Attendees brought up safety concerns for kids walking to schools. But Urquhart pointed out that King County has had “tent cities for a long time, and crime didn’t go up” – because, he said, the encampments were self-governing and had rules. “We have devolved so far from there … it is a terrible situation,” Urquhart said.

He had called it a “political decision,” and NHUAC board member Elizabeth Gordon said, “You mean the executive’s office?” “And his people,” Urquhart replied. “…but that’s not a value judgment, that’s just the way it is. Dow and (Seattle Mayor) Ed Murray have said there’s a homeless emergency in this region, and they’re right, there is an emergency. … They have an empty building, and they want to put 70 people into it.”

If it goes through, and you see problems, one attendee said, “call 911 – call police – every time.” Urquhart said he agreed with that solution. “Super-important to call 911,” not just so they have a record of it, but so they can do something about it.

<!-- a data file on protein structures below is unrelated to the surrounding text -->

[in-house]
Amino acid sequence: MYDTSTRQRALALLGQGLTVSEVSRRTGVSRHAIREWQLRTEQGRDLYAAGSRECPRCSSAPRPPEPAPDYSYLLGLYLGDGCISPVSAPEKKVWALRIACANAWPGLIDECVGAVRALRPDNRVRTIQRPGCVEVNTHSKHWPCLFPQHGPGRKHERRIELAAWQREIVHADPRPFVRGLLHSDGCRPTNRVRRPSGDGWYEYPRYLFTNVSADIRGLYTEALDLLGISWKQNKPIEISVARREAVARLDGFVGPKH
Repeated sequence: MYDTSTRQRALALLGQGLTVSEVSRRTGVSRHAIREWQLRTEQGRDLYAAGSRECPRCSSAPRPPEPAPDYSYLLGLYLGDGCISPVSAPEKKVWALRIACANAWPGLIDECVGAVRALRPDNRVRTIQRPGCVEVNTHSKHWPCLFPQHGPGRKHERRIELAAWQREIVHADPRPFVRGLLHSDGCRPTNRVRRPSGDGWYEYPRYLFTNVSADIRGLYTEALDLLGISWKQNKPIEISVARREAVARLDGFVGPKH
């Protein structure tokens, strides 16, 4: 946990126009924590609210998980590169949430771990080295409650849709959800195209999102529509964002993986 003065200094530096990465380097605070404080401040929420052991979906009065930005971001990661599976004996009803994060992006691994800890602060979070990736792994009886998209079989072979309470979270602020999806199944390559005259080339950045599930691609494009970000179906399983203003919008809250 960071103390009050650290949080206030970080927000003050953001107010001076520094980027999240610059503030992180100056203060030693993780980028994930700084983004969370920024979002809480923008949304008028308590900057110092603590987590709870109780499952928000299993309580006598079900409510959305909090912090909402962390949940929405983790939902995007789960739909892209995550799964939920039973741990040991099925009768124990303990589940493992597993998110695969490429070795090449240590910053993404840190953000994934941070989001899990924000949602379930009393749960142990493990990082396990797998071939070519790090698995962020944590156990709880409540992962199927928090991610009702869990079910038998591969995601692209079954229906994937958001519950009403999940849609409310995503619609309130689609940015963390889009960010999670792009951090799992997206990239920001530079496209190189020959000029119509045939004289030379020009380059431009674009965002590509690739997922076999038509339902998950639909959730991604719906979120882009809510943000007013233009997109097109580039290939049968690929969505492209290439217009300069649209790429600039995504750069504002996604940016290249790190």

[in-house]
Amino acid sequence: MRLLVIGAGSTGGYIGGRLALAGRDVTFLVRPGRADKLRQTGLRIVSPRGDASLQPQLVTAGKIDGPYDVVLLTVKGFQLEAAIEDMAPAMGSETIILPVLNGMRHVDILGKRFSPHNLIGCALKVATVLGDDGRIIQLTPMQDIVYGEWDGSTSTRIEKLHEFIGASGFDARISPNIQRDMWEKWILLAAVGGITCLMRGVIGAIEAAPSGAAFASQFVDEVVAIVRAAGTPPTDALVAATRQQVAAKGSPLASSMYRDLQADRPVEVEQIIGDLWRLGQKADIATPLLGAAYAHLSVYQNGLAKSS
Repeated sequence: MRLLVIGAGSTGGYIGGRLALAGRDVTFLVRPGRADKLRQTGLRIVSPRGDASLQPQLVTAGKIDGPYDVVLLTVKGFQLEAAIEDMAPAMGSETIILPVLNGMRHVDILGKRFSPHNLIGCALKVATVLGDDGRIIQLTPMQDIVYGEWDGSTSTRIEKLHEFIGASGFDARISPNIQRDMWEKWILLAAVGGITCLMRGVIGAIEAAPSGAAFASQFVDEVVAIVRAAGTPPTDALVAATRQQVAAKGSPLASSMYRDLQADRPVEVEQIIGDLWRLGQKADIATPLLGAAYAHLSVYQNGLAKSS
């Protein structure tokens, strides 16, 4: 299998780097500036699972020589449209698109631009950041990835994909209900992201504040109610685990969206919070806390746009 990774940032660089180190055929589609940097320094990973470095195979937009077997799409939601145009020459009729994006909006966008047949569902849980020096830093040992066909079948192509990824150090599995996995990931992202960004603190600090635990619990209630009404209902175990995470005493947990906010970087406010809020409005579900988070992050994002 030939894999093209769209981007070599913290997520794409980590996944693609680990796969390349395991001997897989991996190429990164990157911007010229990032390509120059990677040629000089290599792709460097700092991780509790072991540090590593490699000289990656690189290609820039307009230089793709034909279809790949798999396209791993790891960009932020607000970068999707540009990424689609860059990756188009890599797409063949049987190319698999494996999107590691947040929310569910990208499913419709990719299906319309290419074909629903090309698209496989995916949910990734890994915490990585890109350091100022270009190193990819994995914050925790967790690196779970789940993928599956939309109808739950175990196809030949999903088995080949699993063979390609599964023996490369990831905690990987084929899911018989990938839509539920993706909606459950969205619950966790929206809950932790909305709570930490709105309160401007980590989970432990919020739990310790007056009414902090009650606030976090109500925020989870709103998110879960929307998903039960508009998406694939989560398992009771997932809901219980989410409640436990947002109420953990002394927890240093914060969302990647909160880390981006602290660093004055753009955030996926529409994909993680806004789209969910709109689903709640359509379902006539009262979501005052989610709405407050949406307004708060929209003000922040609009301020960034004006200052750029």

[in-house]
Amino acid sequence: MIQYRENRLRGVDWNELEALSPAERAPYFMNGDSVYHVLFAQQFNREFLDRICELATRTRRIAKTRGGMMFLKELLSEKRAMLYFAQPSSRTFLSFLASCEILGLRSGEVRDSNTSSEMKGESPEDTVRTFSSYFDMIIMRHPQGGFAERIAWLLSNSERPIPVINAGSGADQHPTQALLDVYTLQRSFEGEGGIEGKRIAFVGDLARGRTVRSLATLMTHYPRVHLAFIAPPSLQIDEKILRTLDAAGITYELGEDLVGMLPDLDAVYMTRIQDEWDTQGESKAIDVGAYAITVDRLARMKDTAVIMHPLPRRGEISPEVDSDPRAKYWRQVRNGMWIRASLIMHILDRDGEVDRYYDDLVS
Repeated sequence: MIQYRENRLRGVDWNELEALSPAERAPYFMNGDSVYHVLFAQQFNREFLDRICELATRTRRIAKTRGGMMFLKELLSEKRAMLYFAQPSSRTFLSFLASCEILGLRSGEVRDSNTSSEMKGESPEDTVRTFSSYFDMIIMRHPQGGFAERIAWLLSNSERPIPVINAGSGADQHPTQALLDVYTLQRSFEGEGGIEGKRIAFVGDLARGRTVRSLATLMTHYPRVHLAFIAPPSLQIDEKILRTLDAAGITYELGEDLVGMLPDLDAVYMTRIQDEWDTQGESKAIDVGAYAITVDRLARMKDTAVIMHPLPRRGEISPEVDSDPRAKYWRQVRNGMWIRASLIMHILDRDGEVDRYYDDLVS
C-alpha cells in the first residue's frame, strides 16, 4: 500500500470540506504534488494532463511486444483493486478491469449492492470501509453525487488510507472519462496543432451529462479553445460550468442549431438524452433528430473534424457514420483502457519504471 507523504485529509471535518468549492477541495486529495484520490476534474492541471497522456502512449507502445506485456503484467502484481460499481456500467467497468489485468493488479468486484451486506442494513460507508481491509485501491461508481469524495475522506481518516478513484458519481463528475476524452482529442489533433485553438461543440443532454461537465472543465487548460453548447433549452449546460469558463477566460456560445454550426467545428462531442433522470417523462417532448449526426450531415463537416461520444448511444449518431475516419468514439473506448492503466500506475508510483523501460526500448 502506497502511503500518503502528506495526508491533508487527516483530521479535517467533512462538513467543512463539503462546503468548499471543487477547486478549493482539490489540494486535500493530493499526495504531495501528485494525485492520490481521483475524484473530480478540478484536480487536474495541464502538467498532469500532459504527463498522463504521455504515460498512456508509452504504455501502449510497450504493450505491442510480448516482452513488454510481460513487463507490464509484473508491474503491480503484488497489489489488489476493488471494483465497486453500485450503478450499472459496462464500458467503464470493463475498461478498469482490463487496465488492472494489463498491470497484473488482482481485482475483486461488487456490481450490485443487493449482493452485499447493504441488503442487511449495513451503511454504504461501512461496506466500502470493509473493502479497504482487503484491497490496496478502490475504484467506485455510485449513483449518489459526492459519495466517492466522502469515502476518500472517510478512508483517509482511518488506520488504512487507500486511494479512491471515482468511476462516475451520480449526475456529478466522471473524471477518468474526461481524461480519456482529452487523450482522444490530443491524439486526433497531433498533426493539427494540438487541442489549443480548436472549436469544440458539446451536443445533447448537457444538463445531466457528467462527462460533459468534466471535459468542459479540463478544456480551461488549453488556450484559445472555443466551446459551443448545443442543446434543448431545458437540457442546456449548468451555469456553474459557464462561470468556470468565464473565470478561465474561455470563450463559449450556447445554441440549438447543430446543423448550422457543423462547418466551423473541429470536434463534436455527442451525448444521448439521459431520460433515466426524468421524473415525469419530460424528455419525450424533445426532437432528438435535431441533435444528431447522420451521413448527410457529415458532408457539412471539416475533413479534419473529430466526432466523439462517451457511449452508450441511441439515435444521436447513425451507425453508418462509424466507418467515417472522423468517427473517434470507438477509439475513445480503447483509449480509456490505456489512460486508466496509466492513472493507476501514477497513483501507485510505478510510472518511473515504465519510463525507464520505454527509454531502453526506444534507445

That segued into a reminder that while White Center might have the minimum-level two deputies on duty at any time, if need be, they can get backup from other areas of the King County Sheriff’s Office-served areas nearby.

Also – White Center resident Joseph Benavides (sp?) talked toward the start of the meeting about continuing community opposition to the shelter proposal, mentioning an online petition and crowdfunding for a lawyer.

NHUAC president Liz Giba said she had asked King County leadership to come to White Center for a meeting on the proposal, but had not received a reply.

Later in the meeting, she said they’re hoping to get guests to talk about it at next month’s NHUAC meeting, including elected officials such as King County Councilmember Joe McDermott.